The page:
Dear Friends and Family:
We are now back at Tenwek Hospital in the highlands of Kenya on the east side of the Great Rift Valley. This place holds a lot of memories for us and we are presently spending our 9 days here in the same triplex where we lived for 8 months in 2002. The only difference is that we have the more spacious middle apartment this week. The sidewalk leading up the Chupps’ home brings fond memories of Sean learning to walk hanging on to a spaniel by the name of Copper. And the steep walk up to the hospital at this altitude still leaves me puffing.
The PAACS Basic Science and Principles of Surgery Conference ended Thursday noon. The week had begun with an impromptu time of worship Sunday morning attended by about 2/3 of the attendees. We had a long time of African-style praise and worship and then a time of prayer. During the afternoon, we held a soccer game that turned out to pit the Ethiopians against the others. We could not get on the soccer field behind the compound and the grass was knee-high anyway. Instead, they played on a much compromised field on the playground. I was glad to see they got short of breath easily – that meant that despite their demonstrated skills, they have been spending more time in the hospital than on the playing field. They had a good time and they were kind enough to let Sean play with them a bit. He enjoyed the opportunity and even scored twice.
Sunday night, we resumed the lesson series on the Exodus and the significance of each spot on the map. Our Spiritual Dean, Stan Key, did a great job throughout the entire series of 11 lessons and he also spent much of his free time listening and counseling. His wife, Katy, brought the perspective of a godly woman who often picked up on nuances that would have otherwise been ignored.
The second week had an emphasis on orthopedics. Dr. Kyle Watford from just down the road in Florence, S.C., brought his cast technician, Cliff Bailey, and they put on two hands-on workshops in addition to the lectures. The delay in getting the shipped box out of customs and a lost bag complicated the schedule a bit, but it all came at a price and was a good time of learning for the residents.
I gave two lectures on physiology the second week as we finished the scheduled lectures. The total for lectures during the two weeks were anatomy (14), physiology (12), trauma (11), wound care (5 plus a workshop which included more lectures), orthopedics (5 plus a workshop), surgical principles (7) and pathology (4 plus a workshop). It was definitely a case of drinking from a fire hose but the residents seemed very appreciative.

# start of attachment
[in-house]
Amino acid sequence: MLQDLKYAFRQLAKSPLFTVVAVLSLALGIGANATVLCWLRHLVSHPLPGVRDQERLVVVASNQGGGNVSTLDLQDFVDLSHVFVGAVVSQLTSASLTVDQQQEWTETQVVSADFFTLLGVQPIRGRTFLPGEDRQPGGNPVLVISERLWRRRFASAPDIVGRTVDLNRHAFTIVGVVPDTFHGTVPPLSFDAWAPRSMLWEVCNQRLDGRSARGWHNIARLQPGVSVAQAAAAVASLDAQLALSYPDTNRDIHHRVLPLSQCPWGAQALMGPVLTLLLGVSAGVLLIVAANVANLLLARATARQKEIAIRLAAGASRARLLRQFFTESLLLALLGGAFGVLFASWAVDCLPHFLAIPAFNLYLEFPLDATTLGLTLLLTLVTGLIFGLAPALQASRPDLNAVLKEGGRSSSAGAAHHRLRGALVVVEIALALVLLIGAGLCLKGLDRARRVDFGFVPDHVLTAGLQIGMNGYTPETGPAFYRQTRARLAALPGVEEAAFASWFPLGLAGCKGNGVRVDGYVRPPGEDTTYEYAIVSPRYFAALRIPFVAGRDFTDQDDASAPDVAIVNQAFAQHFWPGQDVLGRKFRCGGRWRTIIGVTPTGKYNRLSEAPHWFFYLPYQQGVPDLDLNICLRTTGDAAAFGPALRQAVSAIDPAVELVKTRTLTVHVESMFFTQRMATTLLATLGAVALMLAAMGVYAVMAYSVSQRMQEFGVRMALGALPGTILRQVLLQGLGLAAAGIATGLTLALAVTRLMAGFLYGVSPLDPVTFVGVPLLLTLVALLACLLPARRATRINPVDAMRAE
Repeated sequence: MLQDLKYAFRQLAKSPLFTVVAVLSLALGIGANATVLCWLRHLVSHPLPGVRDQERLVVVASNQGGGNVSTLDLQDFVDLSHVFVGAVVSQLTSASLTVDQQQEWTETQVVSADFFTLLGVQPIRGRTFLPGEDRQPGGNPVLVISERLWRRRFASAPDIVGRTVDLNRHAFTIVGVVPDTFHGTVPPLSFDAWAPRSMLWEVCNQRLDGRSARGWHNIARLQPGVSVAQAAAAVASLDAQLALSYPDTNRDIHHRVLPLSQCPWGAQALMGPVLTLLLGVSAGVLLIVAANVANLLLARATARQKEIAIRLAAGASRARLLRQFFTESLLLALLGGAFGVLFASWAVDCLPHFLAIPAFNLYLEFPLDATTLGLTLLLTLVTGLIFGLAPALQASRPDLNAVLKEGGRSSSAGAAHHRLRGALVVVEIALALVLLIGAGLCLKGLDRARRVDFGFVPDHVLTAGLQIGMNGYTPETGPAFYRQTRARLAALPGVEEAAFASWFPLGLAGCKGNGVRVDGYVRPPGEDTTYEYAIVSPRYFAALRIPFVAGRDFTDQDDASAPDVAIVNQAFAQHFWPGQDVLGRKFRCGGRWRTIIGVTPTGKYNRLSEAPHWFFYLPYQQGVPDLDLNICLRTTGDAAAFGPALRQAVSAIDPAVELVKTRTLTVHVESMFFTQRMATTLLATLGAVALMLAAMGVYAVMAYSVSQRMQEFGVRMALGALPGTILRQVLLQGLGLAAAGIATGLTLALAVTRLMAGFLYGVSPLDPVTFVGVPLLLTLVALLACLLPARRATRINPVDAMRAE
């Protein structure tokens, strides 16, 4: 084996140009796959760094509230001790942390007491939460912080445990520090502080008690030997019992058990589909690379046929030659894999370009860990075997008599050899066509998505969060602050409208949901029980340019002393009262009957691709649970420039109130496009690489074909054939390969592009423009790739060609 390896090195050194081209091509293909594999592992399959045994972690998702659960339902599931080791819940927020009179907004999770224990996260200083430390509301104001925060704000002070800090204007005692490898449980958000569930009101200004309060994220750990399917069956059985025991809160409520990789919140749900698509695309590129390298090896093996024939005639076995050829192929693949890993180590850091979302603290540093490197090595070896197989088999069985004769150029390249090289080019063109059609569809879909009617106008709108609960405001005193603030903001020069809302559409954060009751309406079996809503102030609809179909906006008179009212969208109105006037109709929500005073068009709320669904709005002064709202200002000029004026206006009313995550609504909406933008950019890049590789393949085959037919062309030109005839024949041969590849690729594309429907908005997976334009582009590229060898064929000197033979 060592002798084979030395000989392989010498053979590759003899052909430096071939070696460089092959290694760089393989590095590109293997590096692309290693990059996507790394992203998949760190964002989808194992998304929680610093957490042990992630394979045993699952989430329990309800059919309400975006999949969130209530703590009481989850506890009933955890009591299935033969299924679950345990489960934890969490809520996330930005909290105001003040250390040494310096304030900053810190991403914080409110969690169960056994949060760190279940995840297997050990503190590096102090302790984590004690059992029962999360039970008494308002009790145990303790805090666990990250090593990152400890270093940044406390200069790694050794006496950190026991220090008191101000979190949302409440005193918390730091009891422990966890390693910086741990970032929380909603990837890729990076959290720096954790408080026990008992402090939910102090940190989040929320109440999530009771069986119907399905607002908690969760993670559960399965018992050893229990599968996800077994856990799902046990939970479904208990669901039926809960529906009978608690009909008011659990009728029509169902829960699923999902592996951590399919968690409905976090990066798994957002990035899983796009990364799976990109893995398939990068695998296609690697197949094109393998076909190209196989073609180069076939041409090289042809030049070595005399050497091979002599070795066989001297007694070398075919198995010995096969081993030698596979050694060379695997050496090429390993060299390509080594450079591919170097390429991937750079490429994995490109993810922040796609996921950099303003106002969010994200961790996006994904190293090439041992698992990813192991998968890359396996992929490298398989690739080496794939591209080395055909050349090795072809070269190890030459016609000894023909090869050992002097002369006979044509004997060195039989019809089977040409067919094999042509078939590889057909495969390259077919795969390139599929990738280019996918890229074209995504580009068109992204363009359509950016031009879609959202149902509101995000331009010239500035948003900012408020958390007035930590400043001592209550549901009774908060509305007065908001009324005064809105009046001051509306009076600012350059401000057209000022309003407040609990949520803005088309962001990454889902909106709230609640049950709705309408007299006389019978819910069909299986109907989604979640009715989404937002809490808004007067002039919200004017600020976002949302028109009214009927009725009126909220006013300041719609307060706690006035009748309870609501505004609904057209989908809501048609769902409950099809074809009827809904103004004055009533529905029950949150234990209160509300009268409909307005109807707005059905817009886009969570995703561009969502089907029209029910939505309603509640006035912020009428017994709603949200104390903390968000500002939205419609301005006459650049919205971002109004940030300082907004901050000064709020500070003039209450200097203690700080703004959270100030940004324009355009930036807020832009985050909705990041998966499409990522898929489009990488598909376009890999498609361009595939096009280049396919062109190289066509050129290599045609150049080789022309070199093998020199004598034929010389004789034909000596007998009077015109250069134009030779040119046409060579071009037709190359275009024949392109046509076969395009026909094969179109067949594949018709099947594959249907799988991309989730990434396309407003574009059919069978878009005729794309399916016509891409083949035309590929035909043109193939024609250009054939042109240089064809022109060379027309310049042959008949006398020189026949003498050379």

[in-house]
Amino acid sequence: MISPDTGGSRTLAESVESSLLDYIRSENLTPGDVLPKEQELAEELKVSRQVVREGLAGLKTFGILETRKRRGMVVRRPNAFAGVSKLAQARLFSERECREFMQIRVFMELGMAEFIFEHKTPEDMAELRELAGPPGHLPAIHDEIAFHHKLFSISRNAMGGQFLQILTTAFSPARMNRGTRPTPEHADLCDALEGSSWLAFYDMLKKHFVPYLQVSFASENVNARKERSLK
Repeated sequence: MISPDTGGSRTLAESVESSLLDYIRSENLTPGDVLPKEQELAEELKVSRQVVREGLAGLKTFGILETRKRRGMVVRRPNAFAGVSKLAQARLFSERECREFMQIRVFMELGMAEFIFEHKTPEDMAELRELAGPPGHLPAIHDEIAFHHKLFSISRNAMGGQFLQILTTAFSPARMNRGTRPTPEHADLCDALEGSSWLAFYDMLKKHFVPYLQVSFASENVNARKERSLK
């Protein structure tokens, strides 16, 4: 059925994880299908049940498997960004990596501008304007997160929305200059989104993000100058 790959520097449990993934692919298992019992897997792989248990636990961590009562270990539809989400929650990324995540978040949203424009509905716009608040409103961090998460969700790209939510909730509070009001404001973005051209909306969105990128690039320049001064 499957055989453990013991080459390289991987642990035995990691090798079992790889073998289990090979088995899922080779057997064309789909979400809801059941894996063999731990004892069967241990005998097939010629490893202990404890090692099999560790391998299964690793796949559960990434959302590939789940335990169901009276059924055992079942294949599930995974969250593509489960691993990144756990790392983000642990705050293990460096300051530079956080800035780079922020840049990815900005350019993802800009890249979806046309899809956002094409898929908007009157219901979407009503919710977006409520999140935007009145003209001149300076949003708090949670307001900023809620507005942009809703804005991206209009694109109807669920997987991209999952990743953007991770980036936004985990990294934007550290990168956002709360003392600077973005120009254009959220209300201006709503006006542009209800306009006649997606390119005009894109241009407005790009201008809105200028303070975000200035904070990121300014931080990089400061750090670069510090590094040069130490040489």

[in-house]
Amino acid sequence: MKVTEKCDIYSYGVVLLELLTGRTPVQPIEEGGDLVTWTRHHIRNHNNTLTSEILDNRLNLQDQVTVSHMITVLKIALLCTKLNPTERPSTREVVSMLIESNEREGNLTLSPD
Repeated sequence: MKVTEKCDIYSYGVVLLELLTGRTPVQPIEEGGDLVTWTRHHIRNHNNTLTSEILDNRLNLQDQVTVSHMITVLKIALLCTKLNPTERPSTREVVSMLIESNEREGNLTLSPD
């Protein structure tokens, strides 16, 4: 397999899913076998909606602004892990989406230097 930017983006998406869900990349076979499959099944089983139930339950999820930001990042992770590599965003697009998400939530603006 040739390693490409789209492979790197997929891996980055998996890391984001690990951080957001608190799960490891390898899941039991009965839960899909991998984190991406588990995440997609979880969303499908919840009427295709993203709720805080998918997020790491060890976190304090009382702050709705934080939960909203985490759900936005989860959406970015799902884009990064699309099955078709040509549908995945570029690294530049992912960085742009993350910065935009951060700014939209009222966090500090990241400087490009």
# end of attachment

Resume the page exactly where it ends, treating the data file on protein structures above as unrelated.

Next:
Tuesday morning, we had the opportunity to give study Bibles out to all the residents. Jim Taylor was a strong advocate of PAACS despite his lack of medical background. He was an engineer who had a passion for mission. Last year, he had contacted me with a plan to give study Bibles in English or French to the first 100 residents. This would be in conjunction with Biblica.Kenya (www.Biblica.com). He died in December of recurrent cancer, but I was able to contact Biblica.Africa and they put me in contact with his son – who has been teaching just down the road at the Rift Valley Academy in Kijabe for the past 20 years. His son knew nothing of this project but got behind it and helped bring it to fruition. Our foundation, S3 Ministries, was able to donate the rest of the money needed to complete the project and on Tuesday, Steve Taylor and two officials from Biblica.Kenya were there to distribute them. It was a precious moment. In addition, during the two weeks, the residents were given an African Bible Commentary (written by 70 African scholars) and a book of monthly devotions. At the end, they were given an 8 gigabyte hard-drive completely full of the lectures, electronic books, resource materials and shared pictures from the conference.
That afternoon, we drove with Carol Spears and Paul Espy (a new career missionary at Tenwek whose specialty is Urology) in a caravan with the residents to Tenwek Hospital Thursday afternoon. It was good to see what a great job the residents did on rounds Friday and to help on one case in the OR. I had a long talk with Mike Chupp in the morning and in the afternoon, just decompressed and caught up on all the things I had to do. Sean and Micky were back to home-schooling.
Thursday was Sean’s 12th birthday. Wednesday, the pastry chef made a cake and cupcakes for Sean and in the afternoon, we had a small celebration for him. All the children and several of the adult missionaries and faculty were kind enough to join us and honor him for the day. He also had them sing “Happy Birthday” to him on Thursday during chapel and when we got to Tenwek, his “Aunt Carol” (Spears) had arranged for yet another decorated birthday cake. We had brought gifts from the States and several others had given him some gifts. I think he felt pretty special and well treated.
Today is a spiritual retreat for all the residents and I am looking forward to it. I will tell about it next week.
Praise and Prayer:
- Please pray for us as we spend time here in Tenwek over next week. There are many issues which threaten to disrupt the program and spiritual warfare is alive and well. Pray for God’s guidance.
- There is increasing pressure on PAACS to train non-Christians in several countries, including Kenya. Pray that we will be able to successfully resist it. This is truly spiritual warfare.
- Pray as we establish oral examinations in Cameroon in July.
Yours, back in Kenya once more,
Bruce with Micky and Sean